"Narrativism, as represented by Hayden White and Frank Ankersmit, can fruitfully be analyzed as an inversion of two brands of positivism. First, narrativist epistemology can be regarded as an inversion of empiricism. Its thesis that narratives function as metaphors which do not possess a cognitive content is built on an empiricist, 'picture view' of knowledge. Moreover, all the non-cognitive aspects attributed as such are dependent on this picture theory of knowledge and a picture theory of representation. Most of the epistemological characteristics that White and Ankersmit attribute to historical narratives therefore share the problems of this picture theory.
The article's second thesis is that the theories of narrative explanation can also fruitfully be analyzed as inversions of positivist covering-law theory. Ankersmit's brand of narrativism is the most radical in this respect because it posits an opposition between narrative and causal modes of comprehension while simultaneously eliminating causality from narrativist historical understanding. White's brand of narrativism is more of a hybrid than is Ankersmit's as far as its theory of explanation is concerned; nevertheless, it can also be fruitfully interpreted as an inversion of covering-law theory, replacing it by an indefinite multitude of explanatory strategies.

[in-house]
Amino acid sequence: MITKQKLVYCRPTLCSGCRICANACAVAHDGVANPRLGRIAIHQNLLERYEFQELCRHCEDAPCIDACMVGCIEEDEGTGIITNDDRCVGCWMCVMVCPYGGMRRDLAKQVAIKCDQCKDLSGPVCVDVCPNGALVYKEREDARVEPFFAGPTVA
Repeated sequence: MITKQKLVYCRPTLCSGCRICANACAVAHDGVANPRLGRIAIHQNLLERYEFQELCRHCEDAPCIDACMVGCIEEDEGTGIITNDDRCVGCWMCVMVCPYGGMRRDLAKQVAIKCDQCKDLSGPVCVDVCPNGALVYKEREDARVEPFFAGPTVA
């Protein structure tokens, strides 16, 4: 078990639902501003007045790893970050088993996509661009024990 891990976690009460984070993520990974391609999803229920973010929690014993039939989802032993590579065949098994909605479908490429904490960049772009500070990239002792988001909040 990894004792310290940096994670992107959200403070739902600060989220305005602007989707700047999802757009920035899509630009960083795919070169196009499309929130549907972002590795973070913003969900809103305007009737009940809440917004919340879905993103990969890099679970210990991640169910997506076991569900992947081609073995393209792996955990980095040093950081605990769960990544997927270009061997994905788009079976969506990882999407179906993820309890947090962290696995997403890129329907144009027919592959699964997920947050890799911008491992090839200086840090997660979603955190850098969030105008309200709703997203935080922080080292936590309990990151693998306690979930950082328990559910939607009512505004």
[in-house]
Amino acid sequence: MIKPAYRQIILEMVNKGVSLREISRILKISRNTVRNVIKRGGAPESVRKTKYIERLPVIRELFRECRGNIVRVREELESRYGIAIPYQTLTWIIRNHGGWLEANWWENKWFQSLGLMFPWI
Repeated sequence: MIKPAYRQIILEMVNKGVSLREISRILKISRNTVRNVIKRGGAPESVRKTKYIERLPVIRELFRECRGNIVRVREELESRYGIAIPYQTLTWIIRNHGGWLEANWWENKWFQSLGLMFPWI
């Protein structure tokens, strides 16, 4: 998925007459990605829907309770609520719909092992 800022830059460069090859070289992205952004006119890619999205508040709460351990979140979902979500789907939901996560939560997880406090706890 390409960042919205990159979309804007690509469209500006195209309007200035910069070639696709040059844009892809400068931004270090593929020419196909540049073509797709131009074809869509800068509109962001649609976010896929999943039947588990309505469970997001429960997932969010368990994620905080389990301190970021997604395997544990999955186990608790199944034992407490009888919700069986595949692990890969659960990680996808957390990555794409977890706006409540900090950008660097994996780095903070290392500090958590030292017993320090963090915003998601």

Most of the striking characteristics of both White's and Ankersmit's narrativism pre-suppose positivism in these two senses, especially their claim that historical narratives have a metaphorical structure and therefore no truth-value. These claims are had to reconcile with the factual characteristics of debates by historians; this problem can be tracked down to the absence in 'metaphorical' narrativism of a conceptual connection between historical narratives and historical research."
(Chris Lorenz, 1998, Wiley-Blackwell)
Lorenz, C. (1998). "Can Histories Be True? Narrativism, Positivism, and the "MetaphoricalTurn"." History and Theory 37(3): 309-329.